Last Sunday was the Greater Boston CBC. Scheduled for 12/16, we were snowed out. Somehow, my team was able to have better attendance on the rescheduled day, unlike most teams. Unfortunately, we were snowed out of several areas and had to replan most of the day.
We started with the usual owling, which turned out to be a waste as we heard nothing. Meeting up with the full team at 7:00, we had a Red-tail replacing last year’s Cooper’s in the same tree. We quickly headed to Dunback, where I found the Great Horned Owl with a little help from the crows. We wandered around the rest of the pines and down to the gardens without much of anything and were ready to move on by 8:45.
Our next stop was Brookhaven, where the nature trail was too snowy. Walking around the parking lot to make sure the pond was frozen, 16 Cedar Waxwings flew by, being chased by a Sharp-shinned Hawk.
We moved on to Falzone Field, which was also too snowy. There were big numbers of robins and mourning doves and what was presumably the same Sharp-shinned landed across the field. Willy the screech owl was out, so we headed over, although he decided to go back into hiding before we got there.
We took a quick detour to check Met State for redpolls and then went to Beaver Brook. There, we found out why we never covered it before. It’s in Belmont’s territory, so we left and went to the UMass Field Station. There was an Accipiter perched that looked like a Cooper’s, but before we could get closer two small white birds flew in. Snow Buntings! My first for Waltham, and only the second record that I know of (also here).
As we started into the field, someone asked about the kestrel the group had here last year. A couple seconds later, we turned around and there was a kestrel sitting on one of the trees behind the building! I headed for the pines to check for owls, while the rest of the group went for a better look for the buntings or to the community gardens. The kestrel flew right overhead. The pines were empty (as always) but the far back corner of the field had a lot of common birds. Walking was rather tough here, sinking in with almost every step.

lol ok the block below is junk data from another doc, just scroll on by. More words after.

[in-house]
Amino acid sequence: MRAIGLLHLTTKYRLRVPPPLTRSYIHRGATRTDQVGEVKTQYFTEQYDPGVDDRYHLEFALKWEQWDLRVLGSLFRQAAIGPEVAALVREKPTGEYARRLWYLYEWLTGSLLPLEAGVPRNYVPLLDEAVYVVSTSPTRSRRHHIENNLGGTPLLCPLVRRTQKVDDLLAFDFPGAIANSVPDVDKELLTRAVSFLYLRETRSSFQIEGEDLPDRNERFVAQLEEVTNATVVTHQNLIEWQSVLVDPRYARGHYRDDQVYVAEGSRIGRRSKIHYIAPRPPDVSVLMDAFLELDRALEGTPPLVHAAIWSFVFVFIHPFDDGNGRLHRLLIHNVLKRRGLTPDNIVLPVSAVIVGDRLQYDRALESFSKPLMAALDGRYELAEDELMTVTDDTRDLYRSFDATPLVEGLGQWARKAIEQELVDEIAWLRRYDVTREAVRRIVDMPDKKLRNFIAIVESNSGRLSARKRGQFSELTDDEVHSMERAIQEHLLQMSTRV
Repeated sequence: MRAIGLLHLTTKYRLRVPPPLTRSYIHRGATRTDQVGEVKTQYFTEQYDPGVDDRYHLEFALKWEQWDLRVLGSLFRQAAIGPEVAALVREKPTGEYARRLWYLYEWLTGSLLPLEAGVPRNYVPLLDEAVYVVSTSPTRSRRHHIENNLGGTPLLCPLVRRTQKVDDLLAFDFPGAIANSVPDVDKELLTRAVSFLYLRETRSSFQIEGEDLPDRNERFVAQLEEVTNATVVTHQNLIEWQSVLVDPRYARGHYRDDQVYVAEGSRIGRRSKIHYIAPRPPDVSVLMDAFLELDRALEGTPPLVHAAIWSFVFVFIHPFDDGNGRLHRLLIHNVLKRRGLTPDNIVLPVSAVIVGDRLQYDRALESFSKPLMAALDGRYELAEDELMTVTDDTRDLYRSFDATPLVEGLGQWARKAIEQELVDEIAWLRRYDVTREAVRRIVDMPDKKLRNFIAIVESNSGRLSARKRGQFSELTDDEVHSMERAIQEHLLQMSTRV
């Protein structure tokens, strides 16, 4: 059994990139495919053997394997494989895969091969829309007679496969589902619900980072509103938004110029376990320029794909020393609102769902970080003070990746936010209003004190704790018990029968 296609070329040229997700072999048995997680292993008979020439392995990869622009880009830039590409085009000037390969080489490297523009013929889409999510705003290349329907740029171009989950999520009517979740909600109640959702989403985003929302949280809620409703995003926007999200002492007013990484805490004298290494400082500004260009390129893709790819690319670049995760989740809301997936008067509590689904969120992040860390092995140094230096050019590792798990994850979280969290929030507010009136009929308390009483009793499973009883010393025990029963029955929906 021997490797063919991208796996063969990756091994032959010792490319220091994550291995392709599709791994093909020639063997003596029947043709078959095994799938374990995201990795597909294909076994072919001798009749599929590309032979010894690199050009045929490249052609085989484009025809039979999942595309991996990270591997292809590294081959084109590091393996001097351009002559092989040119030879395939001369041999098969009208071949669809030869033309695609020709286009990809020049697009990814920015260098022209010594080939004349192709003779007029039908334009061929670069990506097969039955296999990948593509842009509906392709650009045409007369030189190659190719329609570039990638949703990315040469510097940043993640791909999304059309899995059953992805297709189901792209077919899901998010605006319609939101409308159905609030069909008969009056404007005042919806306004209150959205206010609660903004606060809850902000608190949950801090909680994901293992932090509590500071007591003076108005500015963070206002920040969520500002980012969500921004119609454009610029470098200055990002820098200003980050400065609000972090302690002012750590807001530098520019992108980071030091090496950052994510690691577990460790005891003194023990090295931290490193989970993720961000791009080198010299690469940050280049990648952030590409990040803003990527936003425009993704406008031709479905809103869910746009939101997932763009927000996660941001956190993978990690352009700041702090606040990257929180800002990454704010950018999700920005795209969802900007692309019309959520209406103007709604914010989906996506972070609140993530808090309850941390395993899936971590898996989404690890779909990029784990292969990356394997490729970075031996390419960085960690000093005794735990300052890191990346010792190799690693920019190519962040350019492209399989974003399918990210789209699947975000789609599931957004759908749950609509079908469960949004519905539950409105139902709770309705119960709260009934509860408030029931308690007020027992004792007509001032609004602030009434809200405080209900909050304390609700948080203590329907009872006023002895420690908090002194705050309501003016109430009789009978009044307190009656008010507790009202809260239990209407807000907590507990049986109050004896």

We moved on to Lyman Pond. Most of the group went to see if the Screech-Owls were back, but I decided to check the pond itself for any open water. There was a small strip, which had a Great Blue Heron and a Mallard. I was about to gloat over the heron, but it flew to the other end and everyone saw it.
Next up was the Paine Estate, which was completely dead. It was close to lunch time, so we headed to the high school and Kennedy. There wasn’t much around, but it put us in a good place for the people that had to leave. We headed to Wendy’s.
While eating lunch, we pretended to count gulls and starlings. Much better was the kestrel that perched briefly in the McDonald’s lot across the street and the flyover Great Blue Heron.
After finishing lunch, we headed to the Charles. We quickly found all the good ducks (23 Ring-necks, 8 Hooded Mergansers, 18 Commons, 3 Goldeneye) and another couple herons. We split up at the 2nd overlook and I continued on to the baseball field. A few more of those ducks were around, but the big highlight was a pair of kestrels. They were very active, flying around and landing on the light towers and vocalized quite often. They were joined on the tower by a Herring Gull and a Cooper’s Hawk flew through as well.
There was also a very cooperative Red-tail right by Newton St.:
We returned and found the group that had gone to check the waterfall back at the parking lot, looking at a Fish Crow. We moved on to the Gore Estate, which was too snowy to walk around, although I took a quick run to the fenced-in field.
Pretty much out of accessible places, we went to drop the rest of the group off before heading home to count feeder birds for the rest of the day. On the way, we made a brief stop at Hardy Pond, which had surprisingly large numbers of Mallards considering that it was totally frozen.
Definitely a better day than I expected. Thanks to Judy, Joyce, Christine, Eric, Lew, Barbara, and my parents for helping.